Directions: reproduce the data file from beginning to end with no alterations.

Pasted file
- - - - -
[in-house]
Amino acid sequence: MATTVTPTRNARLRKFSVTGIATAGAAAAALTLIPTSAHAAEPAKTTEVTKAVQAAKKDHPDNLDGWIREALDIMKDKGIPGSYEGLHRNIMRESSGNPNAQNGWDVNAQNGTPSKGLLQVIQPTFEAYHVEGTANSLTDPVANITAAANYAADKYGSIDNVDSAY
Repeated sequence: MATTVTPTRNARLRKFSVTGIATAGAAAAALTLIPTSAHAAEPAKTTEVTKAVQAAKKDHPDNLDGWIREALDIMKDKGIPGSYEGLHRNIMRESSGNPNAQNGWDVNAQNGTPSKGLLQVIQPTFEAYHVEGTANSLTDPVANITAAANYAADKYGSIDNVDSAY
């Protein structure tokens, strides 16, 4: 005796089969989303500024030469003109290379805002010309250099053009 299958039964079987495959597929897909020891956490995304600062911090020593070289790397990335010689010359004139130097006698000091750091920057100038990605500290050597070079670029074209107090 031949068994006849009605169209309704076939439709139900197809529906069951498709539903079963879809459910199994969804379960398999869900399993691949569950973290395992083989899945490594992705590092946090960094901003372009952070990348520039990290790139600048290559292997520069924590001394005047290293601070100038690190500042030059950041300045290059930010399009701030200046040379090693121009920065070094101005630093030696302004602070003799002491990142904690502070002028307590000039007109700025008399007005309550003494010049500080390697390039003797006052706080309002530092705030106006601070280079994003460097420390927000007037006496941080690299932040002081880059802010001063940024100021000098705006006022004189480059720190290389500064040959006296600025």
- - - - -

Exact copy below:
[in-house]
Amino acid sequence: MATTVTPTRNARLRKFSVTGIATAGAAAAALTLIPTSAHAAEPAKTTEVTKAVQAAKKDHPDNLDGWIREALDIMKDKGIPGSYEGLHRNIMRESSGNPNAQNGWDVNAQNGTPSKGLLQVIQPTFEAYHVEGTANSLTDPVANITAAANYAADKYGSIDNVDSAY
Repeated sequence: MATTVTPTRNARLRKFSVTGIATAGAAAAALTLIPTSAHAAEPAKTTEVTKAVQAAKKDHPDNLDGWIREALDIMKDKGIPGSYEGLHRNIMRESSGNPNAQNGWDVNAQNGTPSKGLLQVIQPTFEAYHVEGTANSLTDPVANITAAANYAADKYGSIDNVDSAY
């Protein structure tokens, strides 16, 4: 005796089969989303500024030469003109290379805002010309250099053009 299958039964079987495959597929897909020891956490995304600062911090020593070289790397990335010689010359004139130097006698000091750091920057100038990605500290050597070079670029074209107090 031949068994006849009605169209309704076939439709139900197809529906069951498709539903079963879809459910199994969804379960398999869900399993691949569950973290395992083989899945490594992705590092946090960094901003372009952070990348520039990290790139600048290559292997520069924590001394005047290293601070100038690190500042030059950041300045290059930010399009701030200046040379090693121009920065070094101005630093030696302004602070003799002491990142904690502070002028307590000039007109700025008399007005309550003494010049500080390697390039003797006052706080309002530092705030106006601070280079994003460097420390927000007037006496941080690299932040002081880059802010001063940024100021000098705006006022004189480059720190290389500064040959006296600025």